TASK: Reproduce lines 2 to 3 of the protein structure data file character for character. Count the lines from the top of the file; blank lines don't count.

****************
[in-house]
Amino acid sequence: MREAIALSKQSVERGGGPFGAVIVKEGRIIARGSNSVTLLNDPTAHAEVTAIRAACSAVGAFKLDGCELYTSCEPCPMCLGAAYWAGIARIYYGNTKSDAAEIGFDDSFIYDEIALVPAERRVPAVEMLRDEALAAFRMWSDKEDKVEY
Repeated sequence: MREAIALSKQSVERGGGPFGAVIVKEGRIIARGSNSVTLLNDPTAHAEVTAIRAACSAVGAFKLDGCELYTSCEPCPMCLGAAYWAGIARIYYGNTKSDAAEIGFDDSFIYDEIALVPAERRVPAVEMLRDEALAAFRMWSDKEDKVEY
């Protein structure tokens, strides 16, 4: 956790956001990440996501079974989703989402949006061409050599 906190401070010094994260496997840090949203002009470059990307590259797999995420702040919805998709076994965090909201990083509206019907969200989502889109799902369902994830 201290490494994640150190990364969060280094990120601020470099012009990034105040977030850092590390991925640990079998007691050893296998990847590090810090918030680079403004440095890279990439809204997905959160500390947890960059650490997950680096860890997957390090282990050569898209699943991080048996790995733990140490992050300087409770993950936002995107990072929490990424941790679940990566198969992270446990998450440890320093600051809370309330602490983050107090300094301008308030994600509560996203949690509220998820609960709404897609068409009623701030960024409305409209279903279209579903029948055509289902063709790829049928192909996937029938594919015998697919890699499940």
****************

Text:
Amino acid sequence: MREAIALSKQSVERGGGPFGAVIVKEGRIIARGSNSVTLLNDPTAHAEVTAIRAACSAVGAFKLDGCELYTSCEPCPMCLGAAYWAGIARIYYGNTKSDAAEIGFDDSFIYDEIALVPAERRVPAVEMLRDEALAAFRMWSDKEDKVEY
Repeated sequence: MREAIALSKQSVERGGGPFGAVIVKEGRIIARGSNSVTLLNDPTAHAEVTAIRAACSAVGAFKLDGCELYTSCEPCPMCLGAAYWAGIARIYYGNTKSDAAEIGFDDSFIYDEIALVPAERRVPAVEMLRDEALAAFRMWSDKEDKVEY